IWPR, August 17, 2009
Young Heratis Have Little Faith in Afghan Elections
Many believe outcome of ballot will be determined by foreign powers.
By Mohammad Shafi Firozi in Herat
“Everybody knows the United States will choose the next president of Afghanistan,” said Shah Rahman Afzali. “We should not participate in sham elections.”
RAWA: Hamid Karzai named Qasim Fahim as first and Karim Khalili as second vice president, both of them notorious warlords accused of war crimes, brutalities and corruption.
HRW said in May 2009: "To see Fahim back in the heart of government would be a terrible step backwards for Afghanistan," Adams said. "He is one of the most notorious warlords in the country, with the blood of many Afghans on his hands from the civil war."
Afzali is not an illiterate farmer, indoctrinated by the Taliban about “puppet presidents” and “infidel elections”, but a student at Herat University. And he is by no means alone in his views. Among Herat’s intellectual elite, it is widely believed that NATO countries will determine the outcome of Afghanistan’s presidential and provincial council elections, scheduled for August 20.
Herat, which sits on Afghanistan’s border with Iran, is one of the country’s most cultured and developed cities. But political disaffection is rife, particularly among the most highly educated segment of the population.
“We are imprisoned,” said Wajiha, an economics student. “Countries such as the United States, the United Kingdom and Italy control us. They claim that Afghanistan is a democracy, but this is not true.”
Another student, who did want to give his name, agreed, “I will never vote as long as foreign countries decide everything in Afghanistan.”
The international community has been at some pains to deny that they are interfering in Afghanistan’s elections. The US in particular has stated, publicly and repeatedly, that they will neither support nor oppose any candidate. Over the past week, the American embassy in Kabul issued yet another public statement reaffirming their neutrality.
But these protestations are falling flat, at least in Herat.
Many Afghans have a difficult time believing that NATO countries, especially the US, have abandoned their activist role in Afghan politics.
Hamed Karzai was hand-picked by then US special envoy Zalmay Khalilzad to head the interim administration in 2001, and the Afghan president enjoyed strong support from the Bush White House. Karzai was commonly seen as an American puppet, and Afghans often joked that their country was “the 51st state”.
But years of disappointment and frustration have intervened since the heady days of Karzai’s first election, in 2004, when he triumphed over 17 rivals, receiving 54 per cent of the vote in a first-round victory. The Afghan president’s close association with the US became more of a liability than an asset as support for the foreign presence waned.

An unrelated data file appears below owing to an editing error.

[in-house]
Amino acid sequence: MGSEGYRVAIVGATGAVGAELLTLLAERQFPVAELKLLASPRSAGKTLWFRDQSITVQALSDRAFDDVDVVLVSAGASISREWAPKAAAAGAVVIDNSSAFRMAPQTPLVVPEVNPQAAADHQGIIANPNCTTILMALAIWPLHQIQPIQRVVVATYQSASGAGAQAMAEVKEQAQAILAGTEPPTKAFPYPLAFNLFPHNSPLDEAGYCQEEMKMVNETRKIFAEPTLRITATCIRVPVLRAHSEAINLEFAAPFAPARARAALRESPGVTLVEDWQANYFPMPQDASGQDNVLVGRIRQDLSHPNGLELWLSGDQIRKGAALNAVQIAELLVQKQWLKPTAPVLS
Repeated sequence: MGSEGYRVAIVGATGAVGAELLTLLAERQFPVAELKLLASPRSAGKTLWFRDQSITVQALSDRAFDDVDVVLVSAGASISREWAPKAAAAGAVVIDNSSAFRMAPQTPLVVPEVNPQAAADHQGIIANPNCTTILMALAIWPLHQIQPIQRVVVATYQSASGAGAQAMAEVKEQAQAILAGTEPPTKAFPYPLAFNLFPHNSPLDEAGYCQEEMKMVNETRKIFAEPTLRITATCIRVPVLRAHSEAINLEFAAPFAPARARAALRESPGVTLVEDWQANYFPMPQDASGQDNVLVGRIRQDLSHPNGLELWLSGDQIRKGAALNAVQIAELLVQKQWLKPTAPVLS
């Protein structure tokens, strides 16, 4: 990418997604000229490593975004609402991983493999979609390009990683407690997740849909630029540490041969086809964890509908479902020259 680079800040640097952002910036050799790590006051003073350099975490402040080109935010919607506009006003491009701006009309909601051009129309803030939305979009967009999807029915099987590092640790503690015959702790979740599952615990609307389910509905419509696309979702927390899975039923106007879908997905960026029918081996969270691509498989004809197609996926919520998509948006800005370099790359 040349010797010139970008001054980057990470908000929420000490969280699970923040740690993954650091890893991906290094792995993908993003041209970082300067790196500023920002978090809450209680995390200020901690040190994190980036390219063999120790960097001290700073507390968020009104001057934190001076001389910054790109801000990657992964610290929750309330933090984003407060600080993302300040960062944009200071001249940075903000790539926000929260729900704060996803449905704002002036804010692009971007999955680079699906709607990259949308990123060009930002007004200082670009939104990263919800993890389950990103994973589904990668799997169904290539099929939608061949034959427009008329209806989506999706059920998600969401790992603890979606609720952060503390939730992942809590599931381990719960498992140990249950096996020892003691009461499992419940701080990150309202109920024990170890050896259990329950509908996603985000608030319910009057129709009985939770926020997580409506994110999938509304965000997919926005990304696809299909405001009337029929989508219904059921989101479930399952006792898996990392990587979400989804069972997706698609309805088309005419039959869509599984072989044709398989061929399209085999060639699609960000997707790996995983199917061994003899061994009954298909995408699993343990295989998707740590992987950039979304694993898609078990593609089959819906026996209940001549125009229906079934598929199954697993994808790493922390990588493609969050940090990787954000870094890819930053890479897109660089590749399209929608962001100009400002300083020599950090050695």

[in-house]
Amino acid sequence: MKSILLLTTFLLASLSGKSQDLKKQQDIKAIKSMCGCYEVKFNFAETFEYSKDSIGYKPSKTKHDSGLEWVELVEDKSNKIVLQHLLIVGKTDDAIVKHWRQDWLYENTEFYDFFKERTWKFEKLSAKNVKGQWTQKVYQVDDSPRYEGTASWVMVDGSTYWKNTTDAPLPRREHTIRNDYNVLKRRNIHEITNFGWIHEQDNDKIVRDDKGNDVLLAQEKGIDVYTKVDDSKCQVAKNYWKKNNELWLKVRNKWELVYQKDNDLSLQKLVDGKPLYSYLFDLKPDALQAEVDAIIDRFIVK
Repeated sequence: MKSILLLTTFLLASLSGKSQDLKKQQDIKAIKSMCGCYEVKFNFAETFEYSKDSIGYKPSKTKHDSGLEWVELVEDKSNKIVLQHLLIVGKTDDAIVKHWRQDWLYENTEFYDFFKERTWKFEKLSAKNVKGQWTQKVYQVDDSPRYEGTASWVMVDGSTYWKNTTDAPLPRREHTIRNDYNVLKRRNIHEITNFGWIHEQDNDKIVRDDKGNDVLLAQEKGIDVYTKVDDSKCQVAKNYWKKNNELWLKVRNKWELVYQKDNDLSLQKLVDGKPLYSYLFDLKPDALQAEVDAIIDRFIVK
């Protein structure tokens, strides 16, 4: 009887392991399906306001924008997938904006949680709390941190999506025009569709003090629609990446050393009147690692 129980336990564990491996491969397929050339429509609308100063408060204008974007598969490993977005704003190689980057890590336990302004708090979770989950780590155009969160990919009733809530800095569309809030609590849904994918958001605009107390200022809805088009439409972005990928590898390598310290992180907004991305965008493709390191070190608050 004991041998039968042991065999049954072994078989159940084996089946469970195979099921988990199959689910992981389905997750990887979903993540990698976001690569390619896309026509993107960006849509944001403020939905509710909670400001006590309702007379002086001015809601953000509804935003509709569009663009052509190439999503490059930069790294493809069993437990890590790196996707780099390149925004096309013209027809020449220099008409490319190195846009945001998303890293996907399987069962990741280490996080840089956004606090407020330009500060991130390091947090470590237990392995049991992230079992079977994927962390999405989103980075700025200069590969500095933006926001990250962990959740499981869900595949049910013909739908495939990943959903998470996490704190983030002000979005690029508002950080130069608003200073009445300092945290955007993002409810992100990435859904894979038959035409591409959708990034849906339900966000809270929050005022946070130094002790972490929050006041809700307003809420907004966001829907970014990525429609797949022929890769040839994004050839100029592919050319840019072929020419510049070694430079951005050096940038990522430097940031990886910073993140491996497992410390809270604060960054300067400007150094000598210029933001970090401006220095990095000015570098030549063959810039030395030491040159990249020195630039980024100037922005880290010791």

Karzai has had serious and public disagreements with the Obama administration, and many observers think that Washington would not be unhappy to see someone else in Kabul’s presidential palace.
But whether they persist in the view that Karzai has America’s blessing, or think that the international community has anointed another candidate, Herat’s young and educated have little faith that the elections will reflect the will of the people.
“The United States supported Karzai last time and they will support him again,” said one man who did not want to give his name. “Karzai will be the winner.”
Another passer-by, who was also reluctant to give his name, thought differently.
“Mirwais Yassini is the American candidiate,” he said, naming a parliamentarian who, while not well-known within Afghanistan, has received an undue share of international attention. “The US role is more indirect this time. They are exerting influence through foreign workers in the election commission.”
The Independent Election Commission, IEC, has overall responsibility for the conduct of the elections.
Zia Ahmad Zia, head of Herat’s election commission, strongly denied that internationals were influencing the IEC’s work.
“Foreigners are only providing technical assistance,” he said. “We are the real organisers of these elections, and we will conduct them accurately and in accordance with the law. It is the people’s vote that will choose the next president.”
It is not just Afghan voters who fear that foreign interference could skew the elections.
“The international community is taking unhelpful actions,” wrote Khalilzad, the former US envoy, in an op-ed piece for the Financial Times. “While ISAF (International Security Assistance Force) and the UN are playing crucial roles in providing security and meeting the logistical needs of the elections, some officials are taking inappropriate partisan positions.”
But political analyst Abdul Matin dismisses these kinds of statements as “poisonous propaganda”. On August 20, he will cast his ballot and he hopes that his fellow Herat citizens will also do their civic duty.
“We should use our votes to bring peace and rebuild the country,” he said. “Nobody, not even the foreigners, can weaken the vote of the people.”
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